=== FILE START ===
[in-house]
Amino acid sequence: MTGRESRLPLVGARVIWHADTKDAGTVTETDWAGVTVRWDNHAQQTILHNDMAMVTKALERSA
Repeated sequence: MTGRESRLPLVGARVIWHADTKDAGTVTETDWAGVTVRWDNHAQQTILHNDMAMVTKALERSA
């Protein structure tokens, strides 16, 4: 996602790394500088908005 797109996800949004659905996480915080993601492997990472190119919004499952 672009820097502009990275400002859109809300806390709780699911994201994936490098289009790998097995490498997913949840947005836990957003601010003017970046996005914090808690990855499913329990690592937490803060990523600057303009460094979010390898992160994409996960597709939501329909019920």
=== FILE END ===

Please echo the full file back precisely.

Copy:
[in-house]
Amino acid sequence: MTGRESRLPLVGARVIWHADTKDAGTVTETDWAGVTVRWDNHAQQTILHNDMAMVTKALERSA
Repeated sequence: MTGRESRLPLVGARVIWHADTKDAGTVTETDWAGVTVRWDNHAQQTILHNDMAMVTKALERSA
């Protein structure tokens, strides 16, 4: 996602790394500088908005 797109996800949004659905996480915080993601492997990472190119919004499952 672009820097502009990275400002859109809300806390709780699911994201994936490098289009790998097995490498997913949840947005836990957003601010003017970046996005914090808690990855499913329990690592937490803060990523600057303009460094979010390898992160994409996960597709939501329909019920």